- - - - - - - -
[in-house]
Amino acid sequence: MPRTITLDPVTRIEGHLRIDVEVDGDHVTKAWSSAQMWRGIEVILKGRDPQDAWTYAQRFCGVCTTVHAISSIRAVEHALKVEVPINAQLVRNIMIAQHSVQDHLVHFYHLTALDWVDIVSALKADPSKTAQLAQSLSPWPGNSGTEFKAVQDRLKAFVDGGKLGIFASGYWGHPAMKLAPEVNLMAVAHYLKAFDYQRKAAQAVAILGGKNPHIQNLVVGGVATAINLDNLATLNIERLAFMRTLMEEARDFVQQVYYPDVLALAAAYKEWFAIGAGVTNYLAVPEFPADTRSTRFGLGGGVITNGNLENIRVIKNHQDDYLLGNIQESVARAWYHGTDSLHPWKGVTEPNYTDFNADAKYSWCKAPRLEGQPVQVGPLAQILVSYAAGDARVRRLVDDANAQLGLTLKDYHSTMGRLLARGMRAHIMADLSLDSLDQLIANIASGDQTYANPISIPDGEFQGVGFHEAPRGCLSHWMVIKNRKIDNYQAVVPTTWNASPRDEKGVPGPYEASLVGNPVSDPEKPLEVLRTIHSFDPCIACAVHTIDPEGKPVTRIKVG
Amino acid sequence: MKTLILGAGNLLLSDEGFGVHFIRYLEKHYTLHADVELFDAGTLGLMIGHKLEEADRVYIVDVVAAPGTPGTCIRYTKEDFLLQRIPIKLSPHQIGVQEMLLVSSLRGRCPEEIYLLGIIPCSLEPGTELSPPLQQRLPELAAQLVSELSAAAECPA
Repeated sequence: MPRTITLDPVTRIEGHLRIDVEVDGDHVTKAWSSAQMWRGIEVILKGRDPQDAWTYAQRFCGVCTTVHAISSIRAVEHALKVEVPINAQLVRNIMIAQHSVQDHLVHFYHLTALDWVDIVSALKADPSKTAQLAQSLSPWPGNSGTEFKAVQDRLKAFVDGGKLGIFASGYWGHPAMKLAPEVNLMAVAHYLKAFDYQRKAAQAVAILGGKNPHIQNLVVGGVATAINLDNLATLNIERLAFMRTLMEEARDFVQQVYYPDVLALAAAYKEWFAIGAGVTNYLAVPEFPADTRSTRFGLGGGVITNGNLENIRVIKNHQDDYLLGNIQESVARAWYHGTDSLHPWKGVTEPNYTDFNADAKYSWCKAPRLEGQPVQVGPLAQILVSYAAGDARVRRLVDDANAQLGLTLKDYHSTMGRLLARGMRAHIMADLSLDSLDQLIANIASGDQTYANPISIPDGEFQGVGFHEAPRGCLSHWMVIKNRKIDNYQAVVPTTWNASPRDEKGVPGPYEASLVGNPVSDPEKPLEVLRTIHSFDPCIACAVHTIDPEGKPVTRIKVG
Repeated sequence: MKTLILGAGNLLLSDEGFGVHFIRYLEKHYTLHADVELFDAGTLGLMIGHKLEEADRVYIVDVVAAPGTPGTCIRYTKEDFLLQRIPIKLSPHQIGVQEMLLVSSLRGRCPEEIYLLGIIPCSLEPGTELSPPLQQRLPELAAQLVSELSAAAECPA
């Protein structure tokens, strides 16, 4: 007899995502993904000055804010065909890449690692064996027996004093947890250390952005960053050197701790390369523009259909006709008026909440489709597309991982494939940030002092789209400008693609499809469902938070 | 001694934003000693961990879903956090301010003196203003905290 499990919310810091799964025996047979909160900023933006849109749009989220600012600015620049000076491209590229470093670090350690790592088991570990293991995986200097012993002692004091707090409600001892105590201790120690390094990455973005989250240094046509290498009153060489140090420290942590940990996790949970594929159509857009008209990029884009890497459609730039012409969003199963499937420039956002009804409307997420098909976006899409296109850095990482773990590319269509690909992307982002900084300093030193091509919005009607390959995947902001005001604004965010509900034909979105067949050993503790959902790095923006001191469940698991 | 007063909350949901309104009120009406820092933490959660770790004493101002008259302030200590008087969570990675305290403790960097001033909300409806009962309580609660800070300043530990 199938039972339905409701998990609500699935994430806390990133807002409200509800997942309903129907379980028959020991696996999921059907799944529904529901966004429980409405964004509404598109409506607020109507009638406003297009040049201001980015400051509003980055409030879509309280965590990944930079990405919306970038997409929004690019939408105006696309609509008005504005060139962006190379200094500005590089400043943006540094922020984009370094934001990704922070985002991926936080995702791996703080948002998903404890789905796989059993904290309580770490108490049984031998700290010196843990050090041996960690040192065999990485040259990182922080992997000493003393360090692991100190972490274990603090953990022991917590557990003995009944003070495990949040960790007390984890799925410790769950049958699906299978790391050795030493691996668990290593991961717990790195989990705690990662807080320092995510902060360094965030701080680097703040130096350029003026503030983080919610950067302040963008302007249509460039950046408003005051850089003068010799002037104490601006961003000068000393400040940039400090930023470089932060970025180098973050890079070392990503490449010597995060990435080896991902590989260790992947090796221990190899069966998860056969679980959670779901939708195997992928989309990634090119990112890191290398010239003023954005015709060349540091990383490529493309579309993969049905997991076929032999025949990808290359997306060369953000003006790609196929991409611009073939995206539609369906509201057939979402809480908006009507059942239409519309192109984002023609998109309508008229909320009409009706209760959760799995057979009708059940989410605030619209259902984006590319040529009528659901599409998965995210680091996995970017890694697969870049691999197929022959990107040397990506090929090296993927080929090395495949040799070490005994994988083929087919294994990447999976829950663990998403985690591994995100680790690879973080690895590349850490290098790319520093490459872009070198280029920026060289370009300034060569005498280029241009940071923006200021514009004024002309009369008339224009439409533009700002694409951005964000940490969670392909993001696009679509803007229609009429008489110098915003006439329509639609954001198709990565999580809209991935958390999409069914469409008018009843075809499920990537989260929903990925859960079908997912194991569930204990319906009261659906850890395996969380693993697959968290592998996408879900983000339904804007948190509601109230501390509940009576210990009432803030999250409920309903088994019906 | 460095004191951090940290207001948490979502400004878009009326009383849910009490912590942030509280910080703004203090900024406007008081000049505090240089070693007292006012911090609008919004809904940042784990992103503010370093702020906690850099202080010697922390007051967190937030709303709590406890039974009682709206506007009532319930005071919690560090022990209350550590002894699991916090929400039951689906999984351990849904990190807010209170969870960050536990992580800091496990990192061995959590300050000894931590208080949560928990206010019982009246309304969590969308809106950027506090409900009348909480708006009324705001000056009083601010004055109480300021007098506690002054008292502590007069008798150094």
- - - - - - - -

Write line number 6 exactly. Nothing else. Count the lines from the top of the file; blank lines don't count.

């Protein structure tokens, strides 16, 4: 007899995502993904000055804010065909890449690692064996027996004093947890250390952005960053050197701790390369523009259909006709008026909440489709597309991982494939940030002092789209400008693609499809469902938070 | 001694934003000693961990879903956090301010003196203003905290 499990919310810091799964025996047979909160900023933006849109749009989220600012600015620049000076491209590229470093670090350690790592088991570990293991995986200097012993002692004091707090409600001892105590201790120690390094990455973005989250240094046509290498009153060489140090420290942590940990996790949970594929159509857009008209990029884009890497459609730039012409969003199963499937420039956002009804409307997420098909976006899409296109850095990482773990590319269509690909992307982002900084300093030193091509919005009607390959995947902001005001604004965010509900034909979105067949050993503790959902790095923006001191469940698991 | 007063909350949901309104009120009406820092933490959660770790004493101002008259302030200590008087969570990675305290403790960097001033909300409806009962309580609660800070300043530990 199938039972339905409701998990609500699935994430806390990133807002409200509800997942309903129907379980028959020991696996999921059907799944529904529901966004429980409405964004509404598109409506607020109507009638406003297009040049201001980015400051509003980055409030879509309280965590990944930079990405919306970038997409929004690019939408105006696309609509008005504005060139962006190379200094500005590089400043943006540094922020984009370094934001990704922070985002991926936080995702791996703080948002998903404890789905796989059993904290309580770490108490049984031998700290010196843990050090041996960690040192065999990485040259990182922080992997000493003393360090692991100190972490274990603090953990022991917590557990003995009944003070495990949040960790007390984890799925410790769950049958699906299978790391050795030493691996668990290593991961717990790195989990705690990662807080320092995510902060360094965030701080680097703040130096350029003026503030983080919610950067302040963008302007249509460039950046408003005051850089003068010799002037104490601006961003000068000393400040940039400090930023470089932060970025180098973050890079070392990503490449010597995060990435080896991902590989260790992947090796221990190899069966998860056969679980959670779901939708195997992928989309990634090119990112890191290398010239003023954005015709060349540091990383490529493309579309993969049905997991076929032999025949990808290359997306060369953000003006790609196929991409611009073939995206539609369906509201057939979402809480908006009507059942239409519309192109984002023609998109309508008229909320009409009706209760959760799995057979009708059940989410605030619209259902984006590319040529009528659901599409998965995210680091996995970017890694697969870049691999197929022959990107040397990506090929090296993927080929090395495949040799070490005994994988083929087919294994990447999976829950663990998403985690591994995100680790690879973080690895590349850490290098790319520093490459872009070198280029920026060289370009300034060569005498280029241009940071923006200021514009004024002309009369008339224009439409533009700002694409951005964000940490969670392909993001696009679509803007229609009429008489110098915003006439329509639609954001198709990565999580809209991935958390999409069914469409008018009843075809499920990537989260929903990925859960079908997912194991569930204990319906009261659906850890395996969380693993697959968290592998996408879900983000339904804007948190509601109230501390509940009576210990009432803030999250409920309903088994019906 | 460095004191951090940290207001948490979502400004878009009326009383849910009490912590942030509280910080703004203090900024406007008081000049505090240089070693007292006012911090609008919004809904940042784990992103503010370093702020906690850099202080010697922390007051967190937030709303709590406890039974009682709206506007009532319930005071919690560090022990209350550590002894699991916090929400039951689906999984351990849904990190807010209170969870960050536990992580800091496990990192061995959590300050000894931590208080949560928990206010019982009246309304969590969308809106950027506090409900009348909480708006009324705001000056009083601010004055109480300021007098506690002054008292502590007069008798150094």